Consumer spending, once it resumes full growth around 2011, will expand at only half the rate of recent years without the prop of rapidly rising household wealth boosted by the housing boom and the stock market rally earlier in the decade.
Retail sales growth also will moderate due to demographic shifts to age cohorts that spend relatively less, and shifts to income groups who spend less of their incomes on discretionary retail goods. Higher taxes and greater shares of household budgets going to non-retail spending are also likely in the offing, further depressing retail sales.
Fewer retailers will survive to fill the nation's shopping centers, the result of the economic downturn, reversal of retail over-expansion, and relentless competitive pressures to wean out underperforming concepts and operators. Retail chains also will be leasing less space per store as they seek more efficient formats, reversing longstanding trends toward ever increasing store sizes.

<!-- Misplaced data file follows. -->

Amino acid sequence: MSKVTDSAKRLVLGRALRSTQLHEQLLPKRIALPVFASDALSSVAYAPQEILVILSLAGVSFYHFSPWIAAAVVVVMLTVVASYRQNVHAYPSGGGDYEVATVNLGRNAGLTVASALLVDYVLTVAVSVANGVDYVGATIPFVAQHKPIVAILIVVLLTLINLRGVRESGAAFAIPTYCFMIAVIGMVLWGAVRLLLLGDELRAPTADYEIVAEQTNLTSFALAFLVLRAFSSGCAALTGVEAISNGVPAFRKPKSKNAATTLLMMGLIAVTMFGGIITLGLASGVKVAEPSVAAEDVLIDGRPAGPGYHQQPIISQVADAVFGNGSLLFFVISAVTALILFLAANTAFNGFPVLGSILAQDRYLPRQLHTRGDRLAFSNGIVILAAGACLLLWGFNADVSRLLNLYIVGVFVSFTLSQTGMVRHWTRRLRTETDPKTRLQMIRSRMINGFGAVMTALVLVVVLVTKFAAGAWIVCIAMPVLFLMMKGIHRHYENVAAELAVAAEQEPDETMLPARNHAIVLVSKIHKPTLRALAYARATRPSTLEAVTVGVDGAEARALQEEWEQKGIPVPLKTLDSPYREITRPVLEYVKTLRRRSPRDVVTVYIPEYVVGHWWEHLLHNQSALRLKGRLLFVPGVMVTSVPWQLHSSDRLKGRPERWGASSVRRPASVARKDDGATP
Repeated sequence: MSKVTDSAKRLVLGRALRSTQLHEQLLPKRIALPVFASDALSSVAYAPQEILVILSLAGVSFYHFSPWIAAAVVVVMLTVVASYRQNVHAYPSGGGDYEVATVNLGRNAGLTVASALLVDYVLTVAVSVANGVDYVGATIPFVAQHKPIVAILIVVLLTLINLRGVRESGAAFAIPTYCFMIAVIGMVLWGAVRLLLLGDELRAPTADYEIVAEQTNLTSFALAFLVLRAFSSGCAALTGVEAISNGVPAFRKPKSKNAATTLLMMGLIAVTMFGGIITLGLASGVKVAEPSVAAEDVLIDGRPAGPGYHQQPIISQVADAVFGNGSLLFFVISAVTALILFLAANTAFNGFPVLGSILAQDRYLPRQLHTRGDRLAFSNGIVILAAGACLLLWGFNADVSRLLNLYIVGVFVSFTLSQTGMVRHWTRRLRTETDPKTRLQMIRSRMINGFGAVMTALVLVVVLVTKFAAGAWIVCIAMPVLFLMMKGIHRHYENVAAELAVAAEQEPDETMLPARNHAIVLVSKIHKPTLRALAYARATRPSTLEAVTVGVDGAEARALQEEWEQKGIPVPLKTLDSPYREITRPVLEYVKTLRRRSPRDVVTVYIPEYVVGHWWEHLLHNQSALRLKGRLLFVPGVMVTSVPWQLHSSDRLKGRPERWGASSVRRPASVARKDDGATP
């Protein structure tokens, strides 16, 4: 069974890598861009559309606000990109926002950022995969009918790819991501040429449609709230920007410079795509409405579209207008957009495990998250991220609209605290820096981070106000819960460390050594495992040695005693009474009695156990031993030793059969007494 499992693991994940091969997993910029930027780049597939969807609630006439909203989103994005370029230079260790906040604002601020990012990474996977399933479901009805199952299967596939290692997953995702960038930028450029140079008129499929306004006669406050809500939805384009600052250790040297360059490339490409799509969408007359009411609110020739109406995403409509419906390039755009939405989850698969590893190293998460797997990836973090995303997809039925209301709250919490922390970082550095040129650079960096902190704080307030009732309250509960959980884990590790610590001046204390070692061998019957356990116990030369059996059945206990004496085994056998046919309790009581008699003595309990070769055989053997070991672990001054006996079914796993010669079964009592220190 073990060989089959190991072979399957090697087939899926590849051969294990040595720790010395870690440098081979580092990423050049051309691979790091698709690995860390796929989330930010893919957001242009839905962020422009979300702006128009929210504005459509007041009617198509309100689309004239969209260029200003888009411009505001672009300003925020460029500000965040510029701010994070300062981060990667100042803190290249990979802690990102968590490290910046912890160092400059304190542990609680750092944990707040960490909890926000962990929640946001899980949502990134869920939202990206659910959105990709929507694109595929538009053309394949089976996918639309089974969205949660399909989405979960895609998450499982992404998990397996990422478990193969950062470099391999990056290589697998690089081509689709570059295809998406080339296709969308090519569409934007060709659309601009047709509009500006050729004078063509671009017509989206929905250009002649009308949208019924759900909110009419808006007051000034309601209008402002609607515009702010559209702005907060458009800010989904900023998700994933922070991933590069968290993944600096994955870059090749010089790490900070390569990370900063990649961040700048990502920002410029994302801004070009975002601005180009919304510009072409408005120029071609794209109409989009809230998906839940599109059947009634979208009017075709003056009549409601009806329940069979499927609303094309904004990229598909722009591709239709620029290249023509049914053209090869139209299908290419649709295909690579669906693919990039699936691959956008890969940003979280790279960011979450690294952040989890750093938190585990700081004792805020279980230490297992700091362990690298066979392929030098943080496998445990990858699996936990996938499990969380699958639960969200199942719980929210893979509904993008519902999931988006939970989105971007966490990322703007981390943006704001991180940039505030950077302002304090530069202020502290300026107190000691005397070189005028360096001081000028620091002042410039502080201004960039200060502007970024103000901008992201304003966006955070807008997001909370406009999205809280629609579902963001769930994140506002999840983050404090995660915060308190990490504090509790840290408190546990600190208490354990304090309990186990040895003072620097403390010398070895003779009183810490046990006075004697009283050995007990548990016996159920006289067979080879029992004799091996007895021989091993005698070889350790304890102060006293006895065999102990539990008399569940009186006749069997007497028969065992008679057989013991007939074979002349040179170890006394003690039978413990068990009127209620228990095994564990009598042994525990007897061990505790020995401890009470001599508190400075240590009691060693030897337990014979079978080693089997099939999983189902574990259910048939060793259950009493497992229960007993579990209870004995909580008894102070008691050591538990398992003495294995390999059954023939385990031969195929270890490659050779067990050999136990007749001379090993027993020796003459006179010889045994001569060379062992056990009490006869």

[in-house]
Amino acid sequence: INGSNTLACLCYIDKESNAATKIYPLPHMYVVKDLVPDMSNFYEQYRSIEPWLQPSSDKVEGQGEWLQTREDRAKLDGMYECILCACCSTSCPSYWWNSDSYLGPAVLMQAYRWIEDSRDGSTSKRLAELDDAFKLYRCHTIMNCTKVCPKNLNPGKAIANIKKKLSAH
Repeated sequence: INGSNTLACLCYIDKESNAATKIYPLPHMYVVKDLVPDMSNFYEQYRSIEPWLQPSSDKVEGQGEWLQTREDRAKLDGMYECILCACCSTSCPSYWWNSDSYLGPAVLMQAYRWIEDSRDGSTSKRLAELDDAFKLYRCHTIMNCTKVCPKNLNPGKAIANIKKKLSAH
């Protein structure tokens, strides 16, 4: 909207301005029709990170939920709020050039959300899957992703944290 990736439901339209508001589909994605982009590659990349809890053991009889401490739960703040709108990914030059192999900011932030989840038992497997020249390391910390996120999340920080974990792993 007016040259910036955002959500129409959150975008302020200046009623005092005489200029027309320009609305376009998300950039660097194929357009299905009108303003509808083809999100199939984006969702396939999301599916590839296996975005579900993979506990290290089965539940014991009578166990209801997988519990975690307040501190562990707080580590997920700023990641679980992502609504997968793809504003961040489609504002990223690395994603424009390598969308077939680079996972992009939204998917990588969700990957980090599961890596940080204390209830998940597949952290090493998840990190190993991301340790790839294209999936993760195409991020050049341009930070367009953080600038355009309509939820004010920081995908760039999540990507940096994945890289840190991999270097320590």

Near-term retail spending will swing away from luxury goods, especially home-oriented items, and focus more on everyday necessities, services and value-oriented discretionary spending. Discount retailers will benefit at the expense of full-price merchants.
Shifts in the regional distribution and ethnic composition of future population growth portend further shifts in the location and nature of retail demand, providing new development and repositioning opportunities, as well as challenges to existing centers.